Roof Over Our Heads

The buildings of Shadyside Presbyterian Church represent a wide variety of shapes, sizes and proportions. Each was designed to suit the intended (and foreseen) purposes of the spaces enclosed. Richardsonian Romanesque style readily accommodates functional design with volumes and masses in picturesque compositions. This leads to an equally varied collection of roof types, matching the functions of a roof to the building plan.       These functions include shelter from the elements (rain, snow, sun, wind and temperature extremes), disposal of rain and snow melt, ventilation, admission of light and structural soundness.

Shed Roof Form

Shed Roof on Colonnade at South Porch

Among the simplest roof shapes is a sloped, flat plane known as a shed roof.     Obvious examples of a shed roof are the colonnaded extensions to the church’s two “porches” (the sanctuary’s Westminster entrance and the Craig Room ). These are relatively small roofs, but receive and channel runoff from a number of nearby roofs.

Gable Roof Form

Entrance Gable

The gable is perhaps the most familiar roof shape and, at Shadyside, covers the transepts, the main entrance and the chancel of the sanctuary. Since it is undesirable to direct runoff toward the building or over an entrance, the two sloping sides and flat front are appropriate.

Hip Roof Form

Chapel Hip Roof with Modifications

Next in the development of shapes is the hip roof. It can be thought of as a gable roof in which the vertical triangular wall ends are “tilted back” to form two additional roof planes. While the hip roof has structural and aesthetic advantages, it is useful in limiting the water runoff volume sent in any single direction.

Shadyside Church Chapel

Shadyside’s chapel is covered by a hip roof that has (and had) various embellishments.       First, we notice that the end planes of the hip roof do not rise completely to the main ridge line. Instead, a small triangular panel is formed (known variously as a Dutch gable, gabled hip or gabelet). One source of this feature is the medieval hall building, which often housed people and animals – hence the useful ventilation feature.

The chapel building today has a “loft” level of offices above the parlor, beside the chapel worship space. When completed in 1892, the chapel consisted of a single large bay, which could be subdivided by movable walls. The three dormer windows on each side of the structure would have been an important light source during the day.  In addition, skylights were mounted on the long planes of the hip roof and were later removed. In the loft offices, the side dormers and the one above the front entrance make a very animated ceiling.  (The entrance dormer also deflects water away from the chapel door.)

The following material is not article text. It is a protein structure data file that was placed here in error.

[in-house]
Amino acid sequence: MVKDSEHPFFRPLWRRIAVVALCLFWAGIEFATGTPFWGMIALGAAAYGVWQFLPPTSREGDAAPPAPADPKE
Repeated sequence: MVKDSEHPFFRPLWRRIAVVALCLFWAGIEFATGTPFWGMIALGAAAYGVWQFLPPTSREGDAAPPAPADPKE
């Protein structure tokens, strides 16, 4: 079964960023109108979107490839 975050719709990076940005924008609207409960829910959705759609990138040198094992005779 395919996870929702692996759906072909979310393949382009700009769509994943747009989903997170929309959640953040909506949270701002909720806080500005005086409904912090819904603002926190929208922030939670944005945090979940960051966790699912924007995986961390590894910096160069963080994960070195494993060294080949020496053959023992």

Pyramid Roof Form- Showing “Sprung Section” at Base

Pyramid Roof on Church’s Lantern

A special case of the hip roof is seen on the church’s signature lantern tower.  The pyramid shape is formed by stretching four equal panels to a point high above the square base. Besides being ta most graceful termination of the tower, this form equalizes the amount of rain runoff in each direction.   Another feature of the lantern roof is functionally related to runoff: at the base the roof slope decreases. This is called a “sprung roof” and it sends the runoff away from the wall surface below (where it could increase erosion). It is also imparts a picturesque, medieval appearance to the composition.

Roof Dormer with “Witch’s Hat”

Perhaps the most complex roof is that of the lantern dormers.  They echo the pyramid shape at the front, transitioning into a gable that joins the main roof.  The bottom is sprung recalling a shape sometimes referred to as a “witches hat.”  While they are certainly charming, the dormers fill a critical purpose of ventilating the space under the pyramid.

Conical Roof Form with Gable Extension

Conical Roof at Pastor’s Study

Related to the pyramid shape, there are two conical roofs at the church. One covers the Pastor’s Study tower and blends with a gable extending to the main building. The other is half-conical in shape and tops the semi-circular apse added to the east end of the sanctuary in 1938.

Flat Roof at Parish Hall

Shadyside Church also has several examples of the so-called “flat roof.” A truly flat roof would retain snowmelt and rain. The associated leakage is a practical problem of such an arrangement. In practice, there are features to channel water away. The first large flat roof at the church was on Parish Hall. As for the authenticity of a flat roof for a Romanesque Revival structure, Shadyside’s Centennial History points out that ample precedent was found in medieval examples.

Skylight View of Lantern at Stair Tower

The lovely Sharp Atrium, constructed during the church’s “Building Community” campaign is also covered by an essentially flat roof. Indeed, the varied surrounding walls and roof lines would have made any other style impractical. Skylights in the Sharp Atrium and the new stair tower leading to Parish Hall are key features of the delightful ambience of these spaces. In this sense they borrow from the original design of the adjacent chapel roof, where skylights once existed.

Sharp Atrium at Night

And so, we have the development sequence:  function determines the plan; the plan is extruded to form useful, attractive volumes;  the projected plan sets base shape of the roof;  practical considerations, tempered by aesthetics, lead to the roof form. The resulting animated roofline, then, speaks of the varied and vital ministries that flow out of the church.


About Tim Engleman

I am a semi-retired mechanical engineer with an interest in church architecture.
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